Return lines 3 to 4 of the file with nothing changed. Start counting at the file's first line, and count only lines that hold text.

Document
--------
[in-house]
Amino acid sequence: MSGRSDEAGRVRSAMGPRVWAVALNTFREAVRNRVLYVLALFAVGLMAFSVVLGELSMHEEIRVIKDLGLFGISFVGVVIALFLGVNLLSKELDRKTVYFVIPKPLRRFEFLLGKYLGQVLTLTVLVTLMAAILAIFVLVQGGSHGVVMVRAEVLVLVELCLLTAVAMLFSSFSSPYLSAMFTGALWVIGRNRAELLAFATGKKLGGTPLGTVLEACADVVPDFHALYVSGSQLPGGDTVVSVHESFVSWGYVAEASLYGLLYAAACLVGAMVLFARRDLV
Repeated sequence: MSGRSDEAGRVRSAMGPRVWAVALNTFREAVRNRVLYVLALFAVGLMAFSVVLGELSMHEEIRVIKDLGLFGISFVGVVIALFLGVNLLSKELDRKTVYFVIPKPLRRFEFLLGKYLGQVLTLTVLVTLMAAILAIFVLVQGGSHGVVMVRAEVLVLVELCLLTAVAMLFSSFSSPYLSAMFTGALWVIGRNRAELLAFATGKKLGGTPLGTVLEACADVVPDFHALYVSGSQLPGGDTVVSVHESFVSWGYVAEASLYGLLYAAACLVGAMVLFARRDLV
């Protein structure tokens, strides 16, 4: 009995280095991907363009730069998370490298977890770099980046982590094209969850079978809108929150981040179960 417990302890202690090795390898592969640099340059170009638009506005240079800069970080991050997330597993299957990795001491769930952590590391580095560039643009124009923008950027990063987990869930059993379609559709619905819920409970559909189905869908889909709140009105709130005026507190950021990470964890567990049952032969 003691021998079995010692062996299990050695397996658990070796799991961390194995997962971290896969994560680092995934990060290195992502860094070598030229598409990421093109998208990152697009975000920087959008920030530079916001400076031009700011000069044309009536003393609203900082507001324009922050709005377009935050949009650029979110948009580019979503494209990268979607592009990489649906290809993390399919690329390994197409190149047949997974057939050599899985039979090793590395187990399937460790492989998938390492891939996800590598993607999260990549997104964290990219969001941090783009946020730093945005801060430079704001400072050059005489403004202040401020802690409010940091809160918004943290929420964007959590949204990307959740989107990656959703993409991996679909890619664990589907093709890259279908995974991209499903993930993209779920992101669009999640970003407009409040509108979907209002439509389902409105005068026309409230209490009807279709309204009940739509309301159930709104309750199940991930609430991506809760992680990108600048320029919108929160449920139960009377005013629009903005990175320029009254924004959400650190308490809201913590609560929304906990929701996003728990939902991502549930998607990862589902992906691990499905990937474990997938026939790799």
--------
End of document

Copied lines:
Repeated sequence: MSGRSDEAGRVRSAMGPRVWAVALNTFREAVRNRVLYVLALFAVGLMAFSVVLGELSMHEEIRVIKDLGLFGISFVGVVIALFLGVNLLSKELDRKTVYFVIPKPLRRFEFLLGKYLGQVLTLTVLVTLMAAILAIFVLVQGGSHGVVMVRAEVLVLVELCLLTAVAMLFSSFSSPYLSAMFTGALWVIGRNRAELLAFATGKKLGGTPLGTVLEACADVVPDFHALYVSGSQLPGGDTVVSVHESFVSWGYVAEASLYGLLYAAACLVGAMVLFARRDLV
């Protein structure tokens, strides 16, 4: 009995280095991907363009730069998370490298977890770099980046982590094209969850079978809108929150981040179960 417990302890202690090795390898592969640099340059170009638009506005240079800069970080991050997330597993299957990795001491769930952590590391580095560039643009124009923008950027990063987990869930059993379609559709619905819920409970559909189905869908889909709140009105709130005026507190950021990470964890567990049952032969 003691021998079995010692062996299990050695397996658990070796799991961390194995997962971290896969994560680092995934990060290195992502860094070598030229598409990421093109998208990152697009975000920087959008920030530079916001400076031009700011000069044309009536003393609203900082507001324009922050709005377009935050949009650029979110948009580019979503494209990268979607592009990489649906290809993390399919690329390994197409190149047949997974057939050599899985039979090793590395187990399937460790492989998938390492891939996800590598993607999260990549997104964290990219969001941090783009946020730093945005801060430079704001400072050059005489403004202040401020802690409010940091809160918004943290929420964007959590949204990307959740989107990656959703993409991996679909890619664990589907093709890259279908995974991209499903993930993209779920992101669009999640970003407009409040509108979907209002439509389902409105005068026309409230209490009807279709309204009940739509309301159930709104309750199940991930609430991506809760992680990108600048320029919108929160449920139960009377005013629009903005990175320029009254924004959400650190308490809201913590609560929304906990929701996003728990939902991502549930998607990862589902992906691990499905990937474990997938026939790799």